I once heard the statement that “life is pain and anyone who tells you different is either lying or selling something.” I don’t think it has to be that way.  Our words have power and they produce results.  Just think what a different place the world would be if each of us made a choice to encourage at least one person every day.

I thank God daily for a wife who encourages me to write.  I am also thankful for the encouragement of friends like Alex and Laura.  They are friends of mine who never seem to have anything negative to say to me or about me.  Now believe me, if they wanted to find negative things to say about me they certainly could, but they don’t.  You see?  That’s what makes a difference in people’s lives.  In fact, they and my wife were the main ones encouraging me to publish The Lost Flip Flop and The Honeybee Fiasco, my two short stories, published on Amazon.com.  Another is coming soon and I feel so much better now that I’m doing something with my writing talent.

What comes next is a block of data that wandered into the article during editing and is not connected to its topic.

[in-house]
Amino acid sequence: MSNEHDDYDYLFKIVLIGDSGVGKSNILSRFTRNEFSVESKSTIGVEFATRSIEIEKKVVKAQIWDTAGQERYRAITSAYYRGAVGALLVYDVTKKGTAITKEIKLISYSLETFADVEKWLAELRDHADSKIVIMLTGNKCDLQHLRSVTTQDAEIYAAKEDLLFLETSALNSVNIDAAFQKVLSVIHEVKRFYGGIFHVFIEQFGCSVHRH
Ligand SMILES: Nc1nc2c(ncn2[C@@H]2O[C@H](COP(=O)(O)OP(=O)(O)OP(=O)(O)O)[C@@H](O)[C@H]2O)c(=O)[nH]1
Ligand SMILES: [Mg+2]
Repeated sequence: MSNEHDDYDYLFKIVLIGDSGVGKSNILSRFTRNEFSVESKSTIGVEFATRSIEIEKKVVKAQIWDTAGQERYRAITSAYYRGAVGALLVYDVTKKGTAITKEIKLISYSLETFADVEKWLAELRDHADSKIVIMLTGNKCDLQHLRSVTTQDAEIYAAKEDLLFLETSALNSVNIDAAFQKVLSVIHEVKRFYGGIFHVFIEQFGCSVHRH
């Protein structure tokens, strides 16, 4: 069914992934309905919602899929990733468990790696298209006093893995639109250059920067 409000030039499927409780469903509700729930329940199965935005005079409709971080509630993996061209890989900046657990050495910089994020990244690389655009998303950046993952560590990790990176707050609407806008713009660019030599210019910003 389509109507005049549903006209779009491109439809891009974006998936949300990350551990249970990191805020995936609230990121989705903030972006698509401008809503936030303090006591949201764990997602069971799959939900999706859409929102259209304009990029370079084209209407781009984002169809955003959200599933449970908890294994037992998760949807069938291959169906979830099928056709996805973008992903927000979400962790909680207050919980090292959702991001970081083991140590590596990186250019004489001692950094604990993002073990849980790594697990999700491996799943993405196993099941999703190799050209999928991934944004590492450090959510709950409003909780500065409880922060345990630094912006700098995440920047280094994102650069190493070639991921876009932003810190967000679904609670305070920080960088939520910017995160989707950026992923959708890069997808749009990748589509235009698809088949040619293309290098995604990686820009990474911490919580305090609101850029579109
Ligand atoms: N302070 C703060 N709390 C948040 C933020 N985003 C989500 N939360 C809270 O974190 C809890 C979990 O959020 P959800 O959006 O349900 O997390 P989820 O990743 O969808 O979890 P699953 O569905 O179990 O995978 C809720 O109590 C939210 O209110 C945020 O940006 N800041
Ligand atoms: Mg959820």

Encourage someone today and see how much better you feel too.  Trust me, you won’t be sorry you did so.

 

 

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Week #30 of Julia’s 100 Word challenge For Grown Ups

100wcgu-7

This week’s prompt is “…it wasn’t my fault…”

The challenge is to complete your entry with 100 words or less, creating a story or verbal image that captures the imagination.  You can enter your own entry at Julia’s 100 Word Challenge For Grownups.

Also, be sure to visit the 100 Word Challenge for schools, where the idea originated.

This is still following my Valentine’s Day theme, albeit in a twisted sort of way.  Enjoy!

Confession

“It wasn’t my fault” she said.

“Who said anything about it being your fault?” said the detective with a sidelong look to his partner.

“He was my boyfriend.”